ADAM JOHNSON insists Sunderland must ensure their new passing philosophy is accompanied by a cutting edge.
Black Cats head coach Gus Poyet has introduced a fresh approach at the Stadium of Light since succeeding Paolo Di Canio last month, with Sunderland noticeably putting the emphasis on maintaining possession.
It was a strategy which served Poyet well at his former club Brighton and has been a popular system in the Premier League over recent seasons, with Swansea, Arsenal and Wigan among those sides who have relied on ball retention.
Johnson is relishing Sunderland’s new approach, but warns that it will be pointless if it is not complemented by a goal threat.
The winger told the Echo: “When you look at Swansea, they’ve shown at times that they can pass the top teams off the park.
“But then they don’t really hurt them.
“You can’t just pass all game and not go anywhere.
“Goals win games and in the big teams, the front players are the best players. They create something out of nothing.
“Wigan kept the ball well, but ended up going down.
“I’d rather not be playing pretty football, but stay in the Premier League.
“It’s a fine line and you’ve got to balance it. You’ve got to be prepared to pass the ball, but pass it in the right areas.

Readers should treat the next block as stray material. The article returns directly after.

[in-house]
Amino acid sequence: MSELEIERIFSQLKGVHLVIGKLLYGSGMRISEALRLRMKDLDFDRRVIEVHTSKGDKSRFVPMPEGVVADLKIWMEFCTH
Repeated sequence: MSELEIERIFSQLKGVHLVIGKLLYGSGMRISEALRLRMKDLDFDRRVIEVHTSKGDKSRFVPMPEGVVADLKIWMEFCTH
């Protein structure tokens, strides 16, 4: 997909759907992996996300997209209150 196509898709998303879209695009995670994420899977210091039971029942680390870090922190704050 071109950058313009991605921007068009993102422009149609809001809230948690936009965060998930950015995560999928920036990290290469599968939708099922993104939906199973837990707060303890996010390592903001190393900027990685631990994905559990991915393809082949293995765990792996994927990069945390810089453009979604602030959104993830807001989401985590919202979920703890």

“You can’t have it at the back all game because it doesn’t hurt anyone.
“If a team plays like that in front of you, you just keep your shape and it’s easy to defend against.
“It’s when a team gets behind you that it’s difficult.
“That’s what we need to do and we did it against Man City when we hurt them in the right areas.”
Poyet has introduced a change of approach in winning back possession too, with Sunderland’s players urged to compete for the ball in the opposition half.
Johnson believes that is providing a helping hand to his own attempts to be an attacking threat by giving him a platform to run at defenders higher up the pitch.
“I think I’ve seen more of the ball in the last three home games,” added the 26-year-old.
“But I think the manager wants us to have the ball even more in the opponent’s half because it’s so much easier to defend off that.
“If we can push up the pitch and win the ball back in their half, it’s easier for us to score goals.
“That’s our aim. Then we don’t have to travel 60 yards from our own goal trying to attack. That’s brilliant for me.”